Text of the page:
GREEN: Diesels now £360 cheaper to run
Technological innovations mean driving a diesel costs motorists £360 less in fuel every year compared to ten years ago.
Society of Motor Manufacturers and Traders’ (SMMT) figures show today’s diesel cars are 21% less polluting and 27% more economical than in 2003.
CO2 emissions have also been cut by 750,000tonnes every year thanks to innovations including common-rail diesel and Start-Stop.
The statistics, Bosch claim, mean motorists driving diesels are spending a fifth less on fuel than a decade ago.
“We are focused on constantly innovating new technologies that help reduce emissions from diesel cars and make them cheaper to run.”
Peter Fouquet, Bosch
If diesel cars were only as fuel-efficient as they were in 2003, the average annual fuel bill for 12,000miles of driving would be £1,690 rather than the £1,330 it is today.
Peter Fouquet, President of Bosch UK, said: “Motorists today benefit from much cleaner diesel cars than those that were on the market even ten years ago.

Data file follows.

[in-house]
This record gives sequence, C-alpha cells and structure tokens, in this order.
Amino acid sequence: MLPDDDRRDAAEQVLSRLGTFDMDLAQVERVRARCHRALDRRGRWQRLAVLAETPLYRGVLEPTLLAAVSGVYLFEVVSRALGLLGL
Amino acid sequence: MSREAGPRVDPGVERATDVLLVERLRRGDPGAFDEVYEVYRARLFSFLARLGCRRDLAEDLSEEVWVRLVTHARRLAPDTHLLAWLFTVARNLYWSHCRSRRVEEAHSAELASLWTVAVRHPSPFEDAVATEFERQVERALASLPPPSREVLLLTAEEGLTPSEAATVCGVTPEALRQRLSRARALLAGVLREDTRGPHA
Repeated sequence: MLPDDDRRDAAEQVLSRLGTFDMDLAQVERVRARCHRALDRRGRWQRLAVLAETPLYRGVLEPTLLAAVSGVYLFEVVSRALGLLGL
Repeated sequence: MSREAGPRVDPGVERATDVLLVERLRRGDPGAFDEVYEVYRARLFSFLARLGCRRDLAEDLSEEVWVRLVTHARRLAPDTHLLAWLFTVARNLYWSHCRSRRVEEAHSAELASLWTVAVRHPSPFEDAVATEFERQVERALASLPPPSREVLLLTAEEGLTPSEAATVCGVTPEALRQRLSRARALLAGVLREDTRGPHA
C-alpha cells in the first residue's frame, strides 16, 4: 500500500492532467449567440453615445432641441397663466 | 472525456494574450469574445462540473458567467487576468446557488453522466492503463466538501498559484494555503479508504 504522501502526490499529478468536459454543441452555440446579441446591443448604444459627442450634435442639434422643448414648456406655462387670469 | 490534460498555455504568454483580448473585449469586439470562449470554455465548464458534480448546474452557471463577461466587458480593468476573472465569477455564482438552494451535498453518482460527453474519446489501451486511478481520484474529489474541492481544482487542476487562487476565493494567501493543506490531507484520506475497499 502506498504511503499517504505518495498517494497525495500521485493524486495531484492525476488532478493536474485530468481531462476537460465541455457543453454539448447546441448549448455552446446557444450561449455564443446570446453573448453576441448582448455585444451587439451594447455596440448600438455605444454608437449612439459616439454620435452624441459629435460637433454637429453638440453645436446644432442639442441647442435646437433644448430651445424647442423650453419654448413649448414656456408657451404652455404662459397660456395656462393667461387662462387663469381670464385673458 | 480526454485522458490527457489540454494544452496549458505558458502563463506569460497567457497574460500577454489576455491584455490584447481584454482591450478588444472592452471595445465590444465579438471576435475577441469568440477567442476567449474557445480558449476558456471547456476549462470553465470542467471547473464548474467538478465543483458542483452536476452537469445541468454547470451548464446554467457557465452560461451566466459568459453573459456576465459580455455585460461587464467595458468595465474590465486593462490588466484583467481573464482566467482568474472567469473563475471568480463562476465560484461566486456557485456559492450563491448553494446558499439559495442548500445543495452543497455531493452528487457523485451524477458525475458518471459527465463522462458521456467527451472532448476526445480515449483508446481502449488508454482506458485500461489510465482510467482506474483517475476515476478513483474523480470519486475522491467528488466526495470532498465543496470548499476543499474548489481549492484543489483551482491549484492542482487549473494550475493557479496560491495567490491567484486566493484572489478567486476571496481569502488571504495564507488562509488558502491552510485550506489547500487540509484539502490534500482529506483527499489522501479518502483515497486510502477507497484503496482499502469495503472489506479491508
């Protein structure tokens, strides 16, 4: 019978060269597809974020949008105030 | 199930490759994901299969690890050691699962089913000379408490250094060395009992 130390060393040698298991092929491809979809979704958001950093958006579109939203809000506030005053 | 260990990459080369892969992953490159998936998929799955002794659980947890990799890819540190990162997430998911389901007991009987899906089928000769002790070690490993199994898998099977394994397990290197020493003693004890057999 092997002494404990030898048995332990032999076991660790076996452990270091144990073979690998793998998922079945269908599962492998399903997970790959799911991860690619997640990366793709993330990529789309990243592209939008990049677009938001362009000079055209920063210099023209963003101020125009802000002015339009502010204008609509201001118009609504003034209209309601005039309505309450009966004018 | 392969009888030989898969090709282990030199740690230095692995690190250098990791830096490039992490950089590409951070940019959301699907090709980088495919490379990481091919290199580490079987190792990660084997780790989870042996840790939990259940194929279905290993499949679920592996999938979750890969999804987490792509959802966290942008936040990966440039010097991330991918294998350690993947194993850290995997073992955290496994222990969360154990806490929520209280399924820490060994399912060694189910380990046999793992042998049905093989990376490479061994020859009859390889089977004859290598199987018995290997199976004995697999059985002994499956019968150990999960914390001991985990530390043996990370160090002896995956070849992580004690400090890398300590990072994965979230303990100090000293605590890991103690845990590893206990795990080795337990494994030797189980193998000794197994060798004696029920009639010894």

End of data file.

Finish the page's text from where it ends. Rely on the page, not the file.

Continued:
“As diesel car sales continue to rise, we are focused on constantly innovating new technologies that help reduce emissions from diesel cars and make them cheaper to run.”
One of the first major innovations in diesel car technology was the introduction of turbochargers in 1980s models.
This technology helped reduce emissions and made the engines more efficient.
The next major change for diesel cars was the introduction of the common-rail system, which injected fuel into the engine at a higher pressure.
Today, Start-Stop – one of the latest innovations – is fitted to every other new car manufactured in Western Europe.
It helps to reduce their emissions by up to 8%, saving the average driver more than £100 per year.